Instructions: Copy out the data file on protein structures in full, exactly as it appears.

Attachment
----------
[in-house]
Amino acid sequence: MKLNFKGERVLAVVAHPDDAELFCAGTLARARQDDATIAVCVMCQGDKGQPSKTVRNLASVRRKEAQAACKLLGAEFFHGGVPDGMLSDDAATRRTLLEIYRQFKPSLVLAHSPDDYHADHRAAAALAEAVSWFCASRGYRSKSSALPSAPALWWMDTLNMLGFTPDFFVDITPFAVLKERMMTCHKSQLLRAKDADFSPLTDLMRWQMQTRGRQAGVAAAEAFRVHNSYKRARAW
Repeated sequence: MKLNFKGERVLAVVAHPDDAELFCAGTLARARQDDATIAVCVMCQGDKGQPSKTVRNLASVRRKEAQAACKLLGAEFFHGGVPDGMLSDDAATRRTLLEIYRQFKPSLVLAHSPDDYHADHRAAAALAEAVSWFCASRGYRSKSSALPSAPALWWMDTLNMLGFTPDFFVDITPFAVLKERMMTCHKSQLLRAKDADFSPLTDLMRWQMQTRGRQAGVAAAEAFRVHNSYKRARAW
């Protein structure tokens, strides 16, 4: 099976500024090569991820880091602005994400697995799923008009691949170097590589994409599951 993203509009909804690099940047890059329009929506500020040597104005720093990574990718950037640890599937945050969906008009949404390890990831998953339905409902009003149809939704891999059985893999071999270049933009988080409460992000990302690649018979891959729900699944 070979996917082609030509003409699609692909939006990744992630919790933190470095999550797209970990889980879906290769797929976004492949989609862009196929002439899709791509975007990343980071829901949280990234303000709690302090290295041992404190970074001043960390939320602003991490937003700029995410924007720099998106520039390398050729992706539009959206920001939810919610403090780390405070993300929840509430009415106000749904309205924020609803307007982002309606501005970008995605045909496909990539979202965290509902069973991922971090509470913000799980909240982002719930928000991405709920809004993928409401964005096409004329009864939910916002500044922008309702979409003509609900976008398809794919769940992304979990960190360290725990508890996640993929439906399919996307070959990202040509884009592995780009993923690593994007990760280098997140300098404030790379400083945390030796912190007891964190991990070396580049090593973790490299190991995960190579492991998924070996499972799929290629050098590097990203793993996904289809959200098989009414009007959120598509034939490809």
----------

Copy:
[in-house]
Amino acid sequence: MKLNFKGERVLAVVAHPDDAELFCAGTLARARQDDATIAVCVMCQGDKGQPSKTVRNLASVRRKEAQAACKLLGAEFFHGGVPDGMLSDDAATRRTLLEIYRQFKPSLVLAHSPDDYHADHRAAAALAEAVSWFCASRGYRSKSSALPSAPALWWMDTLNMLGFTPDFFVDITPFAVLKERMMTCHKSQLLRAKDADFSPLTDLMRWQMQTRGRQAGVAAAEAFRVHNSYKRARAW
Repeated sequence: MKLNFKGERVLAVVAHPDDAELFCAGTLARARQDDATIAVCVMCQGDKGQPSKTVRNLASVRRKEAQAACKLLGAEFFHGGVPDGMLSDDAATRRTLLEIYRQFKPSLVLAHSPDDYHADHRAAAALAEAVSWFCASRGYRSKSSALPSAPALWWMDTLNMLGFTPDFFVDITPFAVLKERMMTCHKSQLLRAKDADFSPLTDLMRWQMQTRGRQAGVAAAEAFRVHNSYKRARAW
């Protein structure tokens, strides 16, 4: 099976500024090569991820880091602005994400697995799923008009691949170097590589994409599951 993203509009909804690099940047890059329009929506500020040597104005720093990574990718950037640890599937945050969906008009949404390890990831998953339905409902009003149809939704891999059985893999071999270049933009988080409460992000990302690649018979891959729900699944 070979996917082609030509003409699609692909939006990744992630919790933190470095999550797209970990889980879906290769797929976004492949989609862009196929002439899709791509975007990343980071829901949280990234303000709690302090290295041992404190970074001043960390939320602003991490937003700029995410924007720099998106520039390398050729992706539009959206920001939810919610403090780390405070993300929840509430009415106000749904309205924020609803307007982002309606501005970008995605045909496909990539979202965290509902069973991922971090509470913000799980909240982002719930928000991405709920809004993928409401964005096409004329009864939910916002500044922008309702979409003509609900976008398809794919769940992304979990960190360290725990508890996640993929439906399919996307070959990202040509884009592995780009993923690593994007990760280098997140300098404030790379400083945390030796912190007891964190991990070396580049090593973790490299190991995960190579492991998924070996499972799929290629050098590097990203793993996904289809959200098989009414009007959120598509034939490809």